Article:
Friday, March 29, 2019

Garden Balsam (Impatiens balsamina)


  I consider the Garden Balsam to be one of the most beautiful flowers in my garden. I just love its unique, tropical appearance and its stunning flowers! Mrs. Grieve calls it "one of the showiest of summer and autumn flowers" and G. Francis, in The Favorites of the Flowers Garden (1844) says that it "may be ranked amongst the most elegant annuals that the warmest climates have afforded us".
   Impatiens balsamina is a native of India, China, and Japan. The exact date of its introduction is uncertain, but we do know that it was cultivated by John Gerard in 1596. It was first offered in America by J. Townley of Boston in 1760.
 
Impatiens balsamina at Monticello, Aug. 2017
   Thomas Jefferson planted "Double Balsam" at Shadwell on April 2, 1767, sent "Balsamine" from Paris to Francis Eppes in 1786, and, in 1812, received "seed of some very superior Impatience Balsamina" from the Philadelphia seedsman, Bernard McMahon.
    Although seldom seen in modern gardens, it was well-known in the 19th and early 20th centuries. The most popular were the double, or Camellia flowered varieties. Walter Elder praises it highly in his article for The Gardener's Monthly, entitled "Despise Not the Day of Small Things" (1863): "Of annuals, what can be compared to the Camellia Balsam, as double as a rose; no waxwork nor any imitation of man, can compare with it in rich and dazzling beauty".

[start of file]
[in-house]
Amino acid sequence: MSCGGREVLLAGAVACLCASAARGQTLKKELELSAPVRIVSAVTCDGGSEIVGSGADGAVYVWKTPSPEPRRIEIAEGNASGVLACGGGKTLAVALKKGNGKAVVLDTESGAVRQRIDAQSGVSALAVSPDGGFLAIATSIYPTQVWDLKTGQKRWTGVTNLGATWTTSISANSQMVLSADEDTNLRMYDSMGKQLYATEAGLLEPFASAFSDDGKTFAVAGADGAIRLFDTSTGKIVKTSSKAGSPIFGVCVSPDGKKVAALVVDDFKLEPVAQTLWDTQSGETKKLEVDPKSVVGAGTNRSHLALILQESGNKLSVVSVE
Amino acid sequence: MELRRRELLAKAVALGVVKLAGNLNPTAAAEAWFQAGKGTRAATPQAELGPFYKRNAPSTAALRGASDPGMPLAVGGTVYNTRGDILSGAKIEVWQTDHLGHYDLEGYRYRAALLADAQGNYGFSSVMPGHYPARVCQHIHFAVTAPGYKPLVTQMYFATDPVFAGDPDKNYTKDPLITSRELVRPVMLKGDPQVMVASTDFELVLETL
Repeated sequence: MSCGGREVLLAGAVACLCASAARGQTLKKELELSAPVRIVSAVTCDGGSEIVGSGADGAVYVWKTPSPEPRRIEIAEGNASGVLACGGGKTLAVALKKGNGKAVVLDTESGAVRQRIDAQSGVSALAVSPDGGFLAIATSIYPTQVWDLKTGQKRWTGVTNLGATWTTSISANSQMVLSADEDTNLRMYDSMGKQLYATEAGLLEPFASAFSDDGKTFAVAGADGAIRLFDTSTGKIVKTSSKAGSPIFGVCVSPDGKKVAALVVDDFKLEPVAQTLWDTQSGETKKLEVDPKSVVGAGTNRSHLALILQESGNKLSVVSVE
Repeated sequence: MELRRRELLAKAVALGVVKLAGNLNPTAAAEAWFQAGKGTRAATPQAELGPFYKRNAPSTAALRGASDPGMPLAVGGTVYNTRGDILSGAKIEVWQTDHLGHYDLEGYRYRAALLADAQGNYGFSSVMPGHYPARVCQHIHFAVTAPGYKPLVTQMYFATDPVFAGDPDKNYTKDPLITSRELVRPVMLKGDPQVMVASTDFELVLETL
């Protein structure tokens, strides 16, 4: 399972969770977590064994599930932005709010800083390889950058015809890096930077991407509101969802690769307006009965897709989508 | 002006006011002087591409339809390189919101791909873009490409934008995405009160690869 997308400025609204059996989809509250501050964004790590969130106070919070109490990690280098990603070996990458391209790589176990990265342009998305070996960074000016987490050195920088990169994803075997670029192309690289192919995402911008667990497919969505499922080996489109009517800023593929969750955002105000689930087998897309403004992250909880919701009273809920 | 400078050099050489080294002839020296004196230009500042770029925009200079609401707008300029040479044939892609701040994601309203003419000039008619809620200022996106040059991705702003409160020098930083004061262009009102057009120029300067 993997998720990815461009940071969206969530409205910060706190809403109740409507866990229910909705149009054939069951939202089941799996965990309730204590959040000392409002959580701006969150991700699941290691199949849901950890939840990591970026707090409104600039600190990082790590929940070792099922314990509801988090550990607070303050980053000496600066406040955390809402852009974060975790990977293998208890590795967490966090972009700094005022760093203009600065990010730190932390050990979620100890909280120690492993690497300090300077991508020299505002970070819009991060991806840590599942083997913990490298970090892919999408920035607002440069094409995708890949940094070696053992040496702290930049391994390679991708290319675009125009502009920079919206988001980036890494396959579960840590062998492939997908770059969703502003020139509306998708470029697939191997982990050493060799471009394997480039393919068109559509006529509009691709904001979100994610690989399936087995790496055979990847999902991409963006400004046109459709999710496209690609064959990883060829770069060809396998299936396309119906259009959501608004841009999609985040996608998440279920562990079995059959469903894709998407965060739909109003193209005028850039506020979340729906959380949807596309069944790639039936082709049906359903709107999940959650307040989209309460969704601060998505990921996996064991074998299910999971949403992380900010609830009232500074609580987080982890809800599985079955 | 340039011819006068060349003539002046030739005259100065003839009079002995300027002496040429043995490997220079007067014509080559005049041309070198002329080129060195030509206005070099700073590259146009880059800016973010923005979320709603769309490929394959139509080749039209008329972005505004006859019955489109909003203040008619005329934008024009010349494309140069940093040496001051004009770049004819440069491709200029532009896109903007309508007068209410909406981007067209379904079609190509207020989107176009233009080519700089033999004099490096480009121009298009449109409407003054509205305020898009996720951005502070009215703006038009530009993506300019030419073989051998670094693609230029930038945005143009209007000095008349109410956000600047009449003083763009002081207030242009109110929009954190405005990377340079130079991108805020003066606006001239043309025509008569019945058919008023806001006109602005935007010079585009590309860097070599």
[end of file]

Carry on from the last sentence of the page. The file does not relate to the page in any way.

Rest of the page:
But my favorite is 'Peppermint Sticks', which has strikingly beautiful red and white mottled flowers. Although 'Peppermint Sticks' is a newer variety from Holland, its amazing colors are nothing new. As early as 1807, Alexander McDonald mentions a variety "with large double variegated scarlet and white flowers". Walter Elder, writing in 1863, extols "The white and scarlet spotted" balsam as "unequaled among flowers". And I quite agree! When they are in bloom, I often find myself just staring at them in awe!
   Like so many of our treasure garden flowers, it has been given many names by its admirers. Among these are Rose Balsam, Lady's Slipper, Somer-sots, Garden Jewelweed, Tree Impatiens, and Touch-me-not. The last is a reference to the way the ripe seed pods burst open when touched, scattering the seeds some distance from the plant. Impatiens is derived from this same fact, and I am told that all members of the genus have this same characteristic.
   G. Francis also relates "a curious circumstance" of the seeds. He writes that "those which are fresh, or of last year's growth only, seldom produce double flowers; but to have these, you must sow seeds from three to nine years old". Joseph Breck said much the same thing in his Book of Flowers (1851). I am definitely going to be experimenting with this in the years to come!
   So far as I know, I. balsamina has no medicinal use.  However, the Japanese used the juice of the plant prepared with alum to dye their nails red.
   G. Francis writes that "the Turks represent ardent love by this flower". With us, however, it symbolizes impatience.
   I often wonder why this beautiful plant has fallen out of favor in recent years. It is one of the easiest flowers to grow, and children will be delighted by the bursting seed pods! It truly is a must for any old-fashioned flower garden.

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